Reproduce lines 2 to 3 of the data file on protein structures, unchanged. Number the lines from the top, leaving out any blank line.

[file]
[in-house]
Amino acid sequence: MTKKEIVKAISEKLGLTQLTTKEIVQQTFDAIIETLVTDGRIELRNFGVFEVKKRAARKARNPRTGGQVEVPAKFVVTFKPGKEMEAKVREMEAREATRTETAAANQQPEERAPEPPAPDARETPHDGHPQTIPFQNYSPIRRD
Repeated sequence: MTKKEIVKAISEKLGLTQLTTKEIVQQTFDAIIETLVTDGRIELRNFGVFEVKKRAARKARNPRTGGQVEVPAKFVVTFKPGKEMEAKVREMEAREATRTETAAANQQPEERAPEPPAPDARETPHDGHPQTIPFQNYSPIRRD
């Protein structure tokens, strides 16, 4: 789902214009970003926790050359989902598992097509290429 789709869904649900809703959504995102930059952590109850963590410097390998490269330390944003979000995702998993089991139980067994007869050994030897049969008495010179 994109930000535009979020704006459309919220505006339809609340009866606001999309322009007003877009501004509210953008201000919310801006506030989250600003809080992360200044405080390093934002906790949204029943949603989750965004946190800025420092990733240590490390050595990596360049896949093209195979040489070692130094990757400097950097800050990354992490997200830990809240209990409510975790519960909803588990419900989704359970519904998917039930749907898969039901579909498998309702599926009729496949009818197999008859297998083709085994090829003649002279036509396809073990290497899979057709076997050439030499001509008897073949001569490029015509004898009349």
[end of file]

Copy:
Amino acid sequence: MTKKEIVKAISEKLGLTQLTTKEIVQQTFDAIIETLVTDGRIELRNFGVFEVKKRAARKARNPRTGGQVEVPAKFVVTFKPGKEMEAKVREMEAREATRTETAAANQQPEERAPEPPAPDARETPHDGHPQTIPFQNYSPIRRD
Repeated sequence: MTKKEIVKAISEKLGLTQLTTKEIVQQTFDAIIETLVTDGRIELRNFGVFEVKKRAARKARNPRTGGQVEVPAKFVVTFKPGKEMEAKVREMEAREATRTETAAANQQPEERAPEPPAPDARETPHDGHPQTIPFQNYSPIRRD